You’re taught many things in drivers’ ed, including where to place your hands on the wheel, the rules of the road, and how to parallel park. Driver’s education courses rarely devote much time or effort to teaching you how to specifically avoid collisions like rear-end crashes. This is something you learn over time by gaining driving experience and adapting to local driving styles.
Yet you may not be as prepared to avoid a rear-end collision as you think. This type of crash accounts for about 29% of all accidents, according to the National Highway Traffic Safety Administration (NHTSA). The National Transportation Safety Board (NTSB) reported rear-end collisions accounted for close to half of all two-vehicle collisions between 2012 and 2014.
Given that rear-end collisions occur frequently and can have serious outcomes, it’s important to consider what you can do to avoid these accidents.
Common Causes of Rear-End Collisions
Several factors contribute to rear-end accidents, including:
Distracted driving is a major cause of vehicle crashes. Phone use is a common form of distraction. You take your eyes off the road and hands off the wheel to check a text, choose a new playlist, or make a move in a game. That being said, phones are by no means the only form of driver distraction. Rear-end accidents also may be the result of daydreaming, focusing on something outside of the vehicle, reaching for something in the vehicle, or interacting with your passengers. Any type of visual, cognitive, and manual distraction increases the risk of you colliding with the vehicle ahead of you.
Driving Too Closely (Tailgating)
This may be one of the more obvious risk factors for rear-ending another car. When you are too close to another vehicle, it is more difficult to stop suddenly and avoid a crash. As the driver in the back, you may not notice when the vehicle ahead of you starts to slow or suddenly stops. Even if you do notice and brake immediately, there may not be enough distance and time for you to stop without colliding with the other vehicle.
Speeding causes similar issues to tailgating. If you are speeding, your vehicle will not stop as quickly. If you fail to notice that the vehicle in front of you is slowing down or stopping suddenly, slamming on your brakes may not be enough to avoid a crash.
The weather is not to blame for all rear-end collisions, but rain, snow, sleet, ice, and fog can all contribute to an increased risk of crashes. When driving in poor weather conditions, you need to adjust your driving style. You should slow down and leave a greater distance between you and other vehicles. If you fail to adjust for the weather and road conditions, you may not be able to stop in time to avoid a rear-end crash.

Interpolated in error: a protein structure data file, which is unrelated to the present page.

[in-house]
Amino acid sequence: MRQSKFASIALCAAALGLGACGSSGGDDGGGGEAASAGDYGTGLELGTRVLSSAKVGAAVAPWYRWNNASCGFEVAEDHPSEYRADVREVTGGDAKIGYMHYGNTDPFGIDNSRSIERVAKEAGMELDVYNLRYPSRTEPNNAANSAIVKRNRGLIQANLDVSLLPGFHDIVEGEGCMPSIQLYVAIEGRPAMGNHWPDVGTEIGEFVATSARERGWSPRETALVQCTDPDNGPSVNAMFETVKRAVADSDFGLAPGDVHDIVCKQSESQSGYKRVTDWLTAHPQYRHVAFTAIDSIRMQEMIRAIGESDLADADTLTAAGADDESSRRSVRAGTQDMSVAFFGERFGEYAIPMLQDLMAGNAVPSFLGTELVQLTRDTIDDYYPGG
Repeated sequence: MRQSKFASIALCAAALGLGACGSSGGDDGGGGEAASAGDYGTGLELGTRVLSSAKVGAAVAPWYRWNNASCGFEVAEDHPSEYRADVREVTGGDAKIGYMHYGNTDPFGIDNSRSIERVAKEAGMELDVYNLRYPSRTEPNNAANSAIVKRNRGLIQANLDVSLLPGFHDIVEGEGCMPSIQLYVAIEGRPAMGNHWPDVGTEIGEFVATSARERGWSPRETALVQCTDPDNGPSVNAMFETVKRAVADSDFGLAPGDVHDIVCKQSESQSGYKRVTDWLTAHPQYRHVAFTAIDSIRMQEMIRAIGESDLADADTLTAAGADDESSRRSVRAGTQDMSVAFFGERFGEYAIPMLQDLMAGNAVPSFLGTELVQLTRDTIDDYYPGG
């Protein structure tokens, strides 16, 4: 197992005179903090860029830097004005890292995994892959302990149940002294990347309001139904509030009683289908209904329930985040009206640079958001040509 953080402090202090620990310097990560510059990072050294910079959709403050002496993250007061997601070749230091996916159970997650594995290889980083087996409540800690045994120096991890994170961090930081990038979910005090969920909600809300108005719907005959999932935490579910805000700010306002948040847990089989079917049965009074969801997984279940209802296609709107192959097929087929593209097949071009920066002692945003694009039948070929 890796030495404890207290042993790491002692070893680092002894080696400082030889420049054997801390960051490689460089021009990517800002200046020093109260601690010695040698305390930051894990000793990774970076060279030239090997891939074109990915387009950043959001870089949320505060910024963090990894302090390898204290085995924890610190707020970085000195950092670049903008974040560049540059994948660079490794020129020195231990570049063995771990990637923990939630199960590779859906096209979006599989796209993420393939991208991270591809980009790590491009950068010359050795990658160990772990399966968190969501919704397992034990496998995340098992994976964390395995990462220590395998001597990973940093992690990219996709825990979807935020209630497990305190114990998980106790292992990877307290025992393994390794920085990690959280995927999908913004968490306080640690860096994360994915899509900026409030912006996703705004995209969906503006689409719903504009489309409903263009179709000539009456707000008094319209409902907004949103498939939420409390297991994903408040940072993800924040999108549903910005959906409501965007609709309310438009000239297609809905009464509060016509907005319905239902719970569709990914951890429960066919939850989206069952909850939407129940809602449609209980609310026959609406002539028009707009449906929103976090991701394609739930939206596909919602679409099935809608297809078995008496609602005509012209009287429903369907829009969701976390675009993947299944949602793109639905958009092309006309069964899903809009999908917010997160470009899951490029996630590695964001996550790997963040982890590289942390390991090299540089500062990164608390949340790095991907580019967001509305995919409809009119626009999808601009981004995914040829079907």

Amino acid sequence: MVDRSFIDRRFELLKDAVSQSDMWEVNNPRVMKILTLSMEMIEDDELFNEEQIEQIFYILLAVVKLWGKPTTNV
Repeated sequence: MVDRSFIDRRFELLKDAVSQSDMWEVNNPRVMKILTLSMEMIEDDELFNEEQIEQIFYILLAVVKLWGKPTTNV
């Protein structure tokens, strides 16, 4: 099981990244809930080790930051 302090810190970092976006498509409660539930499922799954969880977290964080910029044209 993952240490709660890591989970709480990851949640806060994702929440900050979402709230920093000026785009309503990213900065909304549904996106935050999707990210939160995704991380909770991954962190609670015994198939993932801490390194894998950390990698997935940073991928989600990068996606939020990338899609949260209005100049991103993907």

An overlooked issue is driving while overly tired. Driving while drowsy can increase the risk of getting into a crash similarly to driving while intoxicated. You are less perceptive, and your reaction time slows down. All of these factors increase your risk of failing to slow down or stop when the vehicle ahead of you does so.
How to Avoid Rear-Ending Another Vehicle
The best way to avoid causing a rear-end crash is adhering to driving best practices:
- Keep a safe distance between you and other vehicles
- Drive the speed limit,
- Avoid distractions
When you fully pay attention to the traffic ahead of you, then you can quickly and appropriately respond when vehicles slow down and stop.
When driving through bad weather, increase the distance between you and other vehicles, reduce your speed, and become even more vigilant about avoiding all distractions.
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Avoid Being a Victim of a Rear-End Crash
As a driver, there’s less you can do to avoid being rear-ended. However, there are some steps you can take to reduce the likelihood of being hit from behind. If you notice someone tailgating you, move to the other lane. If you can’t change lanes, and the other driver insists on riding your bumper, consider taking a detour around the block to let that driver get ahead of you. Taking a few minutes out of your day is far less of an inconvenience than being rear-ended.
Avoid slamming on your brakes unless it is an emergency. Brake early and slowly to ensure drivers behind you have plenty of warning that you plan to stop.
No matter what you do as a driver, you may still get into a car accident. But following safe driving habits and being aware of risky situations may help to avoid rear-end accidents.
About the Author
Paul Padda is a personal injury attorney in Las Vegas, NV. Mr. Padda frequently assists clients with car accidents and other personal injury matters. As an experienced injury lawyer, Paul has seen many lives forever changed due to the negligence or carelessness of another driver. As a result of this, Mr. Padda writes about driver safety and other personal injury topics to better educate the public in hopes of reducing the number of accidents on roads across the country.
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